New research investigates links between stress, diet and type 2 diabetes
New research into the combined impact of stress and diet on the heart health of people with diabetes could pave the way to new treatments reducing the risk of heart attacks in some people.
Four new diabetes research studies in Queensland have been funded through new grants announced by Diabetes Australia
“We are pleased to announce funding to support the research of Professor John Headrick from Griffith University who is looking at the combined impact of stress and diet on diabetes and heart health, in particular the body’s ability to deal with the impact of a heart attack,” Professor Greg Johnson, CEO of Diabetes Australia said.
“Heart disease is one of the leading causes of death in people with type 2 diabetes. The combined impact of both chronic stress and unhealthy diets on people with diabetes are their heart health is not well understood.
“Up to 75% of people with diabetes report experiencing serious stress in their day-to-day lives and it is important we understand how this impacts their physical health.
“Understanding the combine effect of stress and unhealthy diets could pave the way for more effective interventions that help reduce stress and improve outcomes in people with diabetes.”
Diabetes Queensland CEO Sturt Eastwood said other research projects would look at the impact of sedentary time and sitting in the workplace and the impact of gestational diabetes.
“Associate Professor Genevieve Healy from the University of Queensland has received funding to develop an intervention that helps people reduce the amount of time they are sitting in the workplace,” Mr Eastwood said.
“Dr Carlos Salomon from the University of Queensland will study the links between gestational diabetes and the foetal development of large babies in the hope of identifying potential new treatments.
“We’re are also supporting research by Dr Katie Brooker from the University of Queensland to find ways to help people with diabetes who also have intellectual or developmental disabilities to live well with their diabetes.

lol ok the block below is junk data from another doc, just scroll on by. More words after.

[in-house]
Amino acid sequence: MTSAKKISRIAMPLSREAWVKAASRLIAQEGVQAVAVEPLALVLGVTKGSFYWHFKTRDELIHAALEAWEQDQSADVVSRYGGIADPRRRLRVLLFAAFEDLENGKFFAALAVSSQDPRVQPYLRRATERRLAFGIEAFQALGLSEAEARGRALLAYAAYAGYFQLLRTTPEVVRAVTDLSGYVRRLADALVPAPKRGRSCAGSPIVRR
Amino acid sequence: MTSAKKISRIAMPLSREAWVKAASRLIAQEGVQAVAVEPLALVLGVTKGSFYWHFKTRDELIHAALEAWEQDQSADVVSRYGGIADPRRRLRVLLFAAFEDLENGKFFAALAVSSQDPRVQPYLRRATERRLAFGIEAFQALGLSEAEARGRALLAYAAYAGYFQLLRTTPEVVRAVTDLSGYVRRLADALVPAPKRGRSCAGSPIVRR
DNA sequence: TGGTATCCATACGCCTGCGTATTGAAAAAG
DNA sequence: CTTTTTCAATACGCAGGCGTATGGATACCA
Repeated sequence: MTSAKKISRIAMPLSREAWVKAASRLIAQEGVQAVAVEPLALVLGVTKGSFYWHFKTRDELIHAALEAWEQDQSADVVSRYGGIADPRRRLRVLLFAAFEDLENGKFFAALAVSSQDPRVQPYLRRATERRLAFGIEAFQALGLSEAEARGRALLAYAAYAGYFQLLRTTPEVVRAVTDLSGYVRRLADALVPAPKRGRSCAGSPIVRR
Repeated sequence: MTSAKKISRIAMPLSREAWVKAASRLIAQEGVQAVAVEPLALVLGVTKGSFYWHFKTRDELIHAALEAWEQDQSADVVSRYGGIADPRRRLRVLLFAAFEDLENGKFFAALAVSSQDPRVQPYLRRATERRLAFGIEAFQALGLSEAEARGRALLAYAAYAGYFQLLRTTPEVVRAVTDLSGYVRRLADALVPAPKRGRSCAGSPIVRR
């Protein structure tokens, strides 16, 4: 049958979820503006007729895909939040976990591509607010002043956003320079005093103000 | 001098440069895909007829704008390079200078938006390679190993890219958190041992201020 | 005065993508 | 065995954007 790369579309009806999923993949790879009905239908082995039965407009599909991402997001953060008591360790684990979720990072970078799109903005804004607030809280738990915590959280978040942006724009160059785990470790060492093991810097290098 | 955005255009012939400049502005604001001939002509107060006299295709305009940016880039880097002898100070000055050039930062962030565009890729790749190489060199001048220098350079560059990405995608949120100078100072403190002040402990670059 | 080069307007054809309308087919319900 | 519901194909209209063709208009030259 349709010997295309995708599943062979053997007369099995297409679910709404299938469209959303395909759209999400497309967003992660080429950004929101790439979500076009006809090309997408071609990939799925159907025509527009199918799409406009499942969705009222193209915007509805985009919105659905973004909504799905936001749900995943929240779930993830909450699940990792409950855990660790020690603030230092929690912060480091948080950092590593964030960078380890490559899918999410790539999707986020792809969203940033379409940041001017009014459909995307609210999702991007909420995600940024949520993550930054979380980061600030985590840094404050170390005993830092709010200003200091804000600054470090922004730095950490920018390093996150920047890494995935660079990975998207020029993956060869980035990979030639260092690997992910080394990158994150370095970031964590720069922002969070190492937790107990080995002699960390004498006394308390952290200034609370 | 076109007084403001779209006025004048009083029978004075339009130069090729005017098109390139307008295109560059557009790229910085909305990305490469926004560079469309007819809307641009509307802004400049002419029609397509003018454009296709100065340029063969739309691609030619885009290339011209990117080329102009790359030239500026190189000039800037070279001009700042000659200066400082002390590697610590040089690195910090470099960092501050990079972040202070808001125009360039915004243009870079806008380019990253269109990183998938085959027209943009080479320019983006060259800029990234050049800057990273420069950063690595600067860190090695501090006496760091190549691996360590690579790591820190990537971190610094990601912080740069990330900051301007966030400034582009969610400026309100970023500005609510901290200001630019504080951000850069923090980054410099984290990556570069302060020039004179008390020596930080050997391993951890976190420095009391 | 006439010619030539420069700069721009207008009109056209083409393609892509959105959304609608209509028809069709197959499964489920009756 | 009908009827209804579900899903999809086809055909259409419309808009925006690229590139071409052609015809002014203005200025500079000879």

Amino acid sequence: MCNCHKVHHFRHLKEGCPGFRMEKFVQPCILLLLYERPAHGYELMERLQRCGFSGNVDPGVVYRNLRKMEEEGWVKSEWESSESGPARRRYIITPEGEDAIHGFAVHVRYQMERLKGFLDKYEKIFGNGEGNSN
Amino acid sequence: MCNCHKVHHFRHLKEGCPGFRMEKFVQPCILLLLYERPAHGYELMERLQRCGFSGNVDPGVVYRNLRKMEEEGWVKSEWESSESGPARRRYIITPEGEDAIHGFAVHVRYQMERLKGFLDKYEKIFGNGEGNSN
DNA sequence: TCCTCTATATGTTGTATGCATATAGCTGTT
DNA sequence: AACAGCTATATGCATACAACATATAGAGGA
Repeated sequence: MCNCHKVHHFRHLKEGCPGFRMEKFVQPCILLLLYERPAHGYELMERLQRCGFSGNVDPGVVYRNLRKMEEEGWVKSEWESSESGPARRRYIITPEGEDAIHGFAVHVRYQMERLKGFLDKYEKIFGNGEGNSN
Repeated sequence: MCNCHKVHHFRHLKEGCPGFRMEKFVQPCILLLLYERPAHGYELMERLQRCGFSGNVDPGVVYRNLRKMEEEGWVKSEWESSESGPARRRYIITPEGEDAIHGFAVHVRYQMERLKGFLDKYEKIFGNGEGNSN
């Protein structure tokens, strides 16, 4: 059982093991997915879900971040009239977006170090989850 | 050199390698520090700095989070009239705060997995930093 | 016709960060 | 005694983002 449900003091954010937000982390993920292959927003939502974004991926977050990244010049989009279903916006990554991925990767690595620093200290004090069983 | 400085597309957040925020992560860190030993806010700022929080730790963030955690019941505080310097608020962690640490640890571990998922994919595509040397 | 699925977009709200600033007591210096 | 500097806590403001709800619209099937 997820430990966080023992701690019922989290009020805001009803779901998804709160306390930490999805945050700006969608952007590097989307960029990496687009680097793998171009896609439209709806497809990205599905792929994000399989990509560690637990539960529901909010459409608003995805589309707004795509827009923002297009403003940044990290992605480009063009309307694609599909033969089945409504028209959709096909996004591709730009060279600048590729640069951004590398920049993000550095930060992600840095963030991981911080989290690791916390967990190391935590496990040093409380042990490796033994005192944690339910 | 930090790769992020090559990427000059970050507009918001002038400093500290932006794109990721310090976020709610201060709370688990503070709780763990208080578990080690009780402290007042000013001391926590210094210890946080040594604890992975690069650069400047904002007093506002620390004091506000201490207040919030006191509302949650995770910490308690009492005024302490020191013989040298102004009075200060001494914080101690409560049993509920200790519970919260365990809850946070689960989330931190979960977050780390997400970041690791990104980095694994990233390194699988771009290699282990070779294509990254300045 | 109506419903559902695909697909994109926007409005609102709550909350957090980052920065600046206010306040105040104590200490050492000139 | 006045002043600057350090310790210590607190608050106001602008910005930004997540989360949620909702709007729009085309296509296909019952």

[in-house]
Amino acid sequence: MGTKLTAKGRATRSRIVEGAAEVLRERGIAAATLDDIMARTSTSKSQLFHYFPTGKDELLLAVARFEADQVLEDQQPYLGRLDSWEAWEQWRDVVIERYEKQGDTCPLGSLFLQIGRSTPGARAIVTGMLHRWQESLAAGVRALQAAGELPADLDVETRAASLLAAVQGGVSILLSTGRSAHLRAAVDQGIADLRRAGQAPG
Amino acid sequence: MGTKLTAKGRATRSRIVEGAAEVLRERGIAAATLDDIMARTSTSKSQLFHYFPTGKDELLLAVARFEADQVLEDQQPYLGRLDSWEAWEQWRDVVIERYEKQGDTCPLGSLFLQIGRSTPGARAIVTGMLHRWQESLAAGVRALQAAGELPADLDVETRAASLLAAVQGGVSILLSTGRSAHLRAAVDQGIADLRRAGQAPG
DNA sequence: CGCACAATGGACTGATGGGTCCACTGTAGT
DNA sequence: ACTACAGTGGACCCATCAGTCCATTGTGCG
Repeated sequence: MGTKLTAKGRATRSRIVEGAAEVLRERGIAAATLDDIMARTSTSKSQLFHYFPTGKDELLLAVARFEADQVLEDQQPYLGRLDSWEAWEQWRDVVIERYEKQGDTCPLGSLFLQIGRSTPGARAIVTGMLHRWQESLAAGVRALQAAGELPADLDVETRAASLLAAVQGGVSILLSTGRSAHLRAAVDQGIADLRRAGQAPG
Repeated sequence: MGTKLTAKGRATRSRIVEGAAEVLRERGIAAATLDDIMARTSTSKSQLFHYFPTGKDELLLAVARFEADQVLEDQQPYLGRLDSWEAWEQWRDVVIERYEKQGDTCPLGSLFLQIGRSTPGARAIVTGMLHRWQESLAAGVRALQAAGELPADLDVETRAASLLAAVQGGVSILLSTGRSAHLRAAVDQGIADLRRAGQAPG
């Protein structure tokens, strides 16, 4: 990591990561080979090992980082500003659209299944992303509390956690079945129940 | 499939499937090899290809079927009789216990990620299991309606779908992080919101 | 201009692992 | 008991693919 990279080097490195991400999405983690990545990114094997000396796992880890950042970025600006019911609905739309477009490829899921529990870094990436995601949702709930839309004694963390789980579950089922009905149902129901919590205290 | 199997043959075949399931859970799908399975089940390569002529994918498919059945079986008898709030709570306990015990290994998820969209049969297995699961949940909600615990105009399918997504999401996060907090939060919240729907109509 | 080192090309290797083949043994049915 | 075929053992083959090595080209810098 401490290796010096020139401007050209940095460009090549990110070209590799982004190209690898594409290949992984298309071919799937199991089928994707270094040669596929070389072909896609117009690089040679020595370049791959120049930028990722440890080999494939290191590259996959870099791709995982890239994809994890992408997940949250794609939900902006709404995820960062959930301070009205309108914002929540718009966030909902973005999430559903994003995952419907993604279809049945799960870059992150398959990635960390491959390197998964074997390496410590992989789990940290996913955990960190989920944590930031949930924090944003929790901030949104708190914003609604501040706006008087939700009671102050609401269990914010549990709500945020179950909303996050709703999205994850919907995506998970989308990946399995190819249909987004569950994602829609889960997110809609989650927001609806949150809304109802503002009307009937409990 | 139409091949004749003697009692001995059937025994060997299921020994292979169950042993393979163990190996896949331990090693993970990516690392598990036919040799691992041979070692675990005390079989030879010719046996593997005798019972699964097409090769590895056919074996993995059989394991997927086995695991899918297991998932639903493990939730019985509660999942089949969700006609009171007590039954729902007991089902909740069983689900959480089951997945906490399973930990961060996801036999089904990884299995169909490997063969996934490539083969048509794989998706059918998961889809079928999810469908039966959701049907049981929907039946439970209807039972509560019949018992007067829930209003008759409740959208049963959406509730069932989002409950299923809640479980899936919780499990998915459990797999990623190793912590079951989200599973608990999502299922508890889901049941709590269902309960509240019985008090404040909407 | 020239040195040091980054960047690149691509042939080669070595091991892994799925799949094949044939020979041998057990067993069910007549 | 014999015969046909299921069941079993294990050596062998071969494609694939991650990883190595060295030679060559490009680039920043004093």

“The tremendous advances in diabetes research in the last century have dramatically improved the quality of life for people with diabetes and today’s announcement is another step forward in the diabetes research journey.
“We will continue to fundraise and invest in diabetes research until we’ve found a cure.”
The Awards were presented at a special, physically distanced event today.
The Diabetes Australia Research Trust was established in 1987 to support and develop diabetes related research across Australia. Donations support funding towards the prevention, management and cure of all types of diabetes, as well as enabling and fostering young and upcoming diabetes researchers.
Each year outstanding research projects are selected through a merit based, competitive, peer review process.
Full List of Grants
Professor John Headrick Griffith University, Myocardial Maladaptation With Multimorbidity: Interactions Between Metabolic and Mood Disorders
Associate Professor Genevieve Healy, University of Queensland, Supporting working adults with type 2 diabetes to sit less and move more: developing and testing a program suitable for wide-scale delivery
Dr Carlos Salomon, University of Queensland, Adipose tissue-derived exosomes and their role in controlling fetal growth, in normal and gestational diabetes mellitus pregnancies
Dr Katie Brooker, University of Queensland, Development and evaluation of educational and self-management resources for people with intellectual and developmental disability living with diabetes and their support people: Diabetes to the Point